April 17, 2024

"We have the power to change this reality." Youth-led group works to change narrative around gun violence

Members of the youth council for Project Unloaded, a national youth-powered group whose mission is to change the narrative around guns. - Provided by Paige Carter

Members of the youth council for Project Unloaded, a national youth-powered group whose mission is to change the narrative around guns.

Provided by Paige Carter

As more youth in Central Indiana become victims of gun violence, one group hopes to change the narrative around the issue across the country.

WFYI’s Abriana Herron spoke with Paige Carter, an Indiana student and youth council member for Project Unloaded, to learn about the organization’s goals and its impact in the state.

This transcript has been edited for length and clarity.

Abriana Herron: Why did you become a youth council member for Project Unloaded, and what is Project Unloaded’s mission?

Paige Carter: Project Unloaded is a gun violence prevention organization that works to save lives by changing America's deadly gun culture. So a lot of people believe this myth that guns can make them safer. And this myth is, you know, driving up gun sales and in turn gun deaths.

So I personally first joined Project Unloaded not only because Project Unloaded is working to end gun violence, and that's something that means a lot to me, but I also really loved that Project Unloaded was recognizing and believing in the power of young people to create this change.

And you know, gun violence has had such a devastating impact on my generation, on young people, and our realities are just in so many different ways surrounded by this cycle of gun violence.

We go to schools, and you know, we think about the what ifs. We hear about shootings at malls and movie theaters. And it's just, our lives are just constantly surrounded by this cycle of violence. And despite the fact that we are so impacted by gun violence, we are almost always left out of conversations about how to tackle this issue.

Herron: And so, the Safer Not Using Guns or the SNUG campaign brings discourse about gun usage to teens on various social media platforms, such as Instagram and TikTok. How can something like changing the narrative on those platforms help reduce gun violence among youth here in Indiana?

Carter: You know, it's no secret that Indiana is a red state. And with that comes a lot of people who feel very strongly about the idea of gun ownership, and a lot of people who might raise their kids around guns and instill those same beliefs in their kids.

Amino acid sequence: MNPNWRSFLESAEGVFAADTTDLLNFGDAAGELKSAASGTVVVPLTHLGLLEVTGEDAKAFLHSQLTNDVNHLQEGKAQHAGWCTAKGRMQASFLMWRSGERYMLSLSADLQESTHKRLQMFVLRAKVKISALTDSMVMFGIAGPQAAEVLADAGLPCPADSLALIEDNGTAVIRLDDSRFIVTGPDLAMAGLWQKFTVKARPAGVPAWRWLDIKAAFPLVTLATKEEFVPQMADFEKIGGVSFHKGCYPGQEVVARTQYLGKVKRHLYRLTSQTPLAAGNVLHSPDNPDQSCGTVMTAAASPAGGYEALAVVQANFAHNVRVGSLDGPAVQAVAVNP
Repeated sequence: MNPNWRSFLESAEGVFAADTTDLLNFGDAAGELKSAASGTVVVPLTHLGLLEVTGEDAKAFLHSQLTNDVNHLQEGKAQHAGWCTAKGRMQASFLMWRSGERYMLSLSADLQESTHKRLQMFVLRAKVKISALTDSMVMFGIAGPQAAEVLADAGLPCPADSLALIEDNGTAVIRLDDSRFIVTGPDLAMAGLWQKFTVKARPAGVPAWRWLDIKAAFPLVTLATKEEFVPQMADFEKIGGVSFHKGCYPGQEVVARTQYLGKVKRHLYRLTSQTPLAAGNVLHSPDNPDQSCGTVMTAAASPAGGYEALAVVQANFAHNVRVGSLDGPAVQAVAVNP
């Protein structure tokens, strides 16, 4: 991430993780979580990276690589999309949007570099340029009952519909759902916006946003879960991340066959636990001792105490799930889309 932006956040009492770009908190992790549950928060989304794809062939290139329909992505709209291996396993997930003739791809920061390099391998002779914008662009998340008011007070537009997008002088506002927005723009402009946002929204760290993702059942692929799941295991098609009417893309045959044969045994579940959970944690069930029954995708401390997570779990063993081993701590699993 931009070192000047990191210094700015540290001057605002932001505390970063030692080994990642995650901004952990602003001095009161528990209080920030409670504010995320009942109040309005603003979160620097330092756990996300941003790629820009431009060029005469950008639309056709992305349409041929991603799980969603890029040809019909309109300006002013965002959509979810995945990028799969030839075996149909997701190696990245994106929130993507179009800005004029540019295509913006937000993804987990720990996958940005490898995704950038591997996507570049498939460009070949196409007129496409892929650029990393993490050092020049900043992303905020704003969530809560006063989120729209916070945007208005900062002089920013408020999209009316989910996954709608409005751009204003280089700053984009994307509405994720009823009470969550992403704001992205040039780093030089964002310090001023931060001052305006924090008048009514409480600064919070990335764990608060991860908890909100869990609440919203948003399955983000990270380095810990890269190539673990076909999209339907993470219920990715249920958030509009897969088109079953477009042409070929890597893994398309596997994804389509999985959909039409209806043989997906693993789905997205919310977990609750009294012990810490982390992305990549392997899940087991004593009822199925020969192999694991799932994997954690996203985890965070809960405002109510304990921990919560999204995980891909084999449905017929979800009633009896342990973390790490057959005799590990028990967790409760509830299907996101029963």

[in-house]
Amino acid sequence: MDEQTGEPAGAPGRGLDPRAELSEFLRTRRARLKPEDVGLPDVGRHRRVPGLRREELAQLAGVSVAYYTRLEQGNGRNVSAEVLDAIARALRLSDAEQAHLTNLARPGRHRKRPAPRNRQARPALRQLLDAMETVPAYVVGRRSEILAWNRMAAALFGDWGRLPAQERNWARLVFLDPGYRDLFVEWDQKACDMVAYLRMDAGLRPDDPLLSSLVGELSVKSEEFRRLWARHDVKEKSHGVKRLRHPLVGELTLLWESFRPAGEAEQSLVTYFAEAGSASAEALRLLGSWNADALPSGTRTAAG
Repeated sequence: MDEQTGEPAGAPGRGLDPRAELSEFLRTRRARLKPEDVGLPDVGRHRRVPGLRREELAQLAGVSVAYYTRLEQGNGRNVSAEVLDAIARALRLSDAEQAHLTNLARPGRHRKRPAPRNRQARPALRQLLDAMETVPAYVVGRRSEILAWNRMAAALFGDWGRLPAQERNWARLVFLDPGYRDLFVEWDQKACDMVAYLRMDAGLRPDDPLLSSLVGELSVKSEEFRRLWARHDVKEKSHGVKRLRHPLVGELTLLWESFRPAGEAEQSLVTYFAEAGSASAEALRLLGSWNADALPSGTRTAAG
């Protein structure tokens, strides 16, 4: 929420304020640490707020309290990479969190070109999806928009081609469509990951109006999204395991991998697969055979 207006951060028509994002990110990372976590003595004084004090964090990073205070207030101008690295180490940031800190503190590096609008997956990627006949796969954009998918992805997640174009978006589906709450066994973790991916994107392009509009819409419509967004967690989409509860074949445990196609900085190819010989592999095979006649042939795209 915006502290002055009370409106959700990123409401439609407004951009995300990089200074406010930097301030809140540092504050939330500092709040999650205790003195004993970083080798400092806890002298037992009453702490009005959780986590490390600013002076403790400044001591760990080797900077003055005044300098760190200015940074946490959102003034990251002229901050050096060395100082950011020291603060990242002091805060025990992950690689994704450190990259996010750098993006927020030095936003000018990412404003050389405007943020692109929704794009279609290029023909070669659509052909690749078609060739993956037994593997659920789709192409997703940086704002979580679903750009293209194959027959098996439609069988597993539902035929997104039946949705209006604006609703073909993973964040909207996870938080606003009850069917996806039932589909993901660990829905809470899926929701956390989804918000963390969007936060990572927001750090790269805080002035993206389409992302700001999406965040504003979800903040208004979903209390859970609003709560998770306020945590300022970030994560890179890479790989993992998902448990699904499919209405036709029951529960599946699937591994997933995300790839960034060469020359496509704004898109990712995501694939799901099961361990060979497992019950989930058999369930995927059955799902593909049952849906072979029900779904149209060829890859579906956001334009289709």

I think we have seen the side effects of this culture with, you know, the number of gun violence incidents and gun deaths across the state. But despite this prevalence of gun culture and Indiana, I still believe that Indiana teens are willing to listen to Project Unloaded’s messages, and they're open to this idea that guns make us less safe.

And so I think, you know, the SNUG campaign is specifically focusing on connecting with teens who haven't made up their minds about guns, gun violence, gun ownership, and they're interested in learning the facts behind gun ownership.

Herron: Recently, seven young people, ages 12 to 16, were injured due to gun violence in downtown Indianapolis. As a young person, why is being a part of an organization like Project Unloaded important?

Carter: It’s so frustrating, and heartbreaking and traumatic to hear about things that are happening to people my age in my state. And it's, you know, every week it's something else. Every week, there's another incident. Every week, there's more gun deaths, and I think that young people are just so specifically tired of this.

We don't want this to be our reality, because we know that we have the power to change this reality. When I hear about incidents like this, it's just so saddening. But it also empowers me to want to work harder at this and it empowers me to want to talk to my peers about this and get those conversations started.

I think that that's something that a lot of people are doing across the state when we hear about things like this.

Herron: Earlier you talked about how Gen Z in general is not a part of these conversations. If you could speak to a local politician about youth gun violence, what would you say to them?

Carter: You can have policy changes, but I think that when you have this push from, you know, society, from people on the ground who are like 'enough is enough,' like I think that's where, you know, we're gonna see the quickest change.

Herron: Thank you so much, Paige.

Carter: Thank you so much for your time. I really appreciate it.

Contact WFYI Morning Edition newscaster and reporter Abriana Herron at aherron@wfyi.org.


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